Japanese firms in Viet Nam struggle to find raw materials

Update: February, 14/2007 - 00:00

Japanese firms in Viet Nam struggle to find raw materials


HA NOI — Locally made materials can only satisfy 22 per cent of demand from Japanese companies operating in Viet Nam, according to a recent Viet Nam Development Forum (VDF) report, forcing executives to look abroad for intermediary goods and services.

The VDF, which is partially funded by Japan’s Government, estimates that Malaysia’s and Thailand’s suppliers meet 45 per cent of Japanese companies’ demand.

The report indicates it is very difficult for Japanese producers to find parts and accessories in Viet Nam, and among hundreds of local suppliers companies may only find one that meets their demands. The VDF noted problems actually finding suppliers, with executives having to rely on telephone books or word of mouth references from staff.

One the opposite end, local companies say that it may take two to three years before they receive an order from their Japanese counterparts, which discourages them from seeking out further business. In addition, Japanese firms tend to be too choosy about input materials, according to suppliers.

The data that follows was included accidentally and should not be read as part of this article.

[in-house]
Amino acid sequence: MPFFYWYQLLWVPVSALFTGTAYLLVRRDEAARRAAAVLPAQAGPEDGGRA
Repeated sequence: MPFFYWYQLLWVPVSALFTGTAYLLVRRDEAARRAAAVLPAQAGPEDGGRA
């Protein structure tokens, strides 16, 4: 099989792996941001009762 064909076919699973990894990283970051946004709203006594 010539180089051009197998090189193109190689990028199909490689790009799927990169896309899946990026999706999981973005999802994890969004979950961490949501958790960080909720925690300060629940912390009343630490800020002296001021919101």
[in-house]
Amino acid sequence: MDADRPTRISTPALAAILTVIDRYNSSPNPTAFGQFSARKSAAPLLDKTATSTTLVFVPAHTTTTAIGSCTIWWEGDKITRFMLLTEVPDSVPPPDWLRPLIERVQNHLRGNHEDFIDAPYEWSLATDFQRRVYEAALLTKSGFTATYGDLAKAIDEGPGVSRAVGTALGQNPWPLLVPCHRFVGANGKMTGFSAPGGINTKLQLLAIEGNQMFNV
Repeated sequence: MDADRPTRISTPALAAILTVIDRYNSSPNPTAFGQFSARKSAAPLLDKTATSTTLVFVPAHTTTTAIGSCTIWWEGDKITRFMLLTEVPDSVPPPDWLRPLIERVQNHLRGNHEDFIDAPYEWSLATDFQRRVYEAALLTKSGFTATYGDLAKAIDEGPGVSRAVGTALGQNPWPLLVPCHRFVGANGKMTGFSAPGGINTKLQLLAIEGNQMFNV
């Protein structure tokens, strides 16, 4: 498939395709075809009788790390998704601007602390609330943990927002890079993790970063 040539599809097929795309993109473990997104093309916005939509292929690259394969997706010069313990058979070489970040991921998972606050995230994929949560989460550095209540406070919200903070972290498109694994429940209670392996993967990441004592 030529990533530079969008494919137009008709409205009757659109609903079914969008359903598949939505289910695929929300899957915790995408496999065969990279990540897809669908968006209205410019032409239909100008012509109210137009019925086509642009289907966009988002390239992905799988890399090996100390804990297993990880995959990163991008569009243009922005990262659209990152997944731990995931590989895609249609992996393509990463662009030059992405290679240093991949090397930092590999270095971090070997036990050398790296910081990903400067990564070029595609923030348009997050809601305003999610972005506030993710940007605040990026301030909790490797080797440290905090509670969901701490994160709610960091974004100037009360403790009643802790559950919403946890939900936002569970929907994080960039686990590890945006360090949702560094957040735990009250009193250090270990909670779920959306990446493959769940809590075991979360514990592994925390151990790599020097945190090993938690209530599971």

The main concern, though, for the VDF and companies on both sides is the lack of high-quality materials available in the local market. The forum estimates that input materials account for 70-90 per cent of the companies’ production costs. If the Viet Nam’s input materials suppliers do not find the ways to improve quality standards, the production companies will take a lot of money to import the input materials from other countries, warns the VDF.

The organisation also warns that the labour force needs to be better trained in order to help improve product quality.

Although Japanese companies organise training courses for local labourers, the employees often discontinue the courses, even though it could lead to a higher paying position, says Ngo Duc Anh, a VDF researcher.

The VDF was established under a co-operation between Viet Nam’s National Economics University and Japan’s National Graduate Institute for Policy Studies (GRIPS). — VNS